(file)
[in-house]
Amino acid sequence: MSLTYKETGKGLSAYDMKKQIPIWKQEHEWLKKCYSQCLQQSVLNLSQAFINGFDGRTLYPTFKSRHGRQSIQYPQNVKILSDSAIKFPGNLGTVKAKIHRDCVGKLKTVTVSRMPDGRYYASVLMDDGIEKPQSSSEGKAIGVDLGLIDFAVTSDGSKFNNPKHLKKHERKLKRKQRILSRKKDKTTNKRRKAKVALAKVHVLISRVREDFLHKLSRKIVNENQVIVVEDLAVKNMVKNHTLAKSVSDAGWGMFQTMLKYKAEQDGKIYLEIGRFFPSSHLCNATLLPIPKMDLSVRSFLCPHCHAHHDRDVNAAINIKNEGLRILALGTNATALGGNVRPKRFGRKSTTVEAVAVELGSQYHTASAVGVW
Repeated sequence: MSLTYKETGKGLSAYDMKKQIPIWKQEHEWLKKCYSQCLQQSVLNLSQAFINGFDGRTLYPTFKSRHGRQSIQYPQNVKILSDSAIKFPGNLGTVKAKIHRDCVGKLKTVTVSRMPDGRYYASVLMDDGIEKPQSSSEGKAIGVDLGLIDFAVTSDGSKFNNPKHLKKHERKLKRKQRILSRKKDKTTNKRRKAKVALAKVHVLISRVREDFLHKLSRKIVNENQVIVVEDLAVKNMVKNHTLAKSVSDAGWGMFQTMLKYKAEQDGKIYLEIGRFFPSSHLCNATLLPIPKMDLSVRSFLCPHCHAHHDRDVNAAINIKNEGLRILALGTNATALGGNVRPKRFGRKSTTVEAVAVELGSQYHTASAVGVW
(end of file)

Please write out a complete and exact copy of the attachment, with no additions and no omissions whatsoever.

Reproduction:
[in-house]
Amino acid sequence: MSLTYKETGKGLSAYDMKKQIPIWKQEHEWLKKCYSQCLQQSVLNLSQAFINGFDGRTLYPTFKSRHGRQSIQYPQNVKILSDSAIKFPGNLGTVKAKIHRDCVGKLKTVTVSRMPDGRYYASVLMDDGIEKPQSSSEGKAIGVDLGLIDFAVTSDGSKFNNPKHLKKHERKLKRKQRILSRKKDKTTNKRRKAKVALAKVHVLISRVREDFLHKLSRKIVNENQVIVVEDLAVKNMVKNHTLAKSVSDAGWGMFQTMLKYKAEQDGKIYLEIGRFFPSSHLCNATLLPIPKMDLSVRSFLCPHCHAHHDRDVNAAINIKNEGLRILALGTNATALGGNVRPKRFGRKSTTVEAVAVELGSQYHTASAVGVW
Repeated sequence: MSLTYKETGKGLSAYDMKKQIPIWKQEHEWLKKCYSQCLQQSVLNLSQAFINGFDGRTLYPTFKSRHGRQSIQYPQNVKILSDSAIKFPGNLGTVKAKIHRDCVGKLKTVTVSRMPDGRYYASVLMDDGIEKPQSSSEGKAIGVDLGLIDFAVTSDGSKFNNPKHLKKHERKLKRKQRILSRKKDKTTNKRRKAKVALAKVHVLISRVREDFLHKLSRKIVNENQVIVVEDLAVKNMVKNHTLAKSVSDAGWGMFQTMLKYKAEQDGKIYLEIGRFFPSSHLCNATLLPIPKMDLSVRSFLCPHCHAHHDRDVNAAINIKNEGLRILALGTNATALGGNVRPKRFGRKSTTVEAVAVELGSQYHTASAVGVW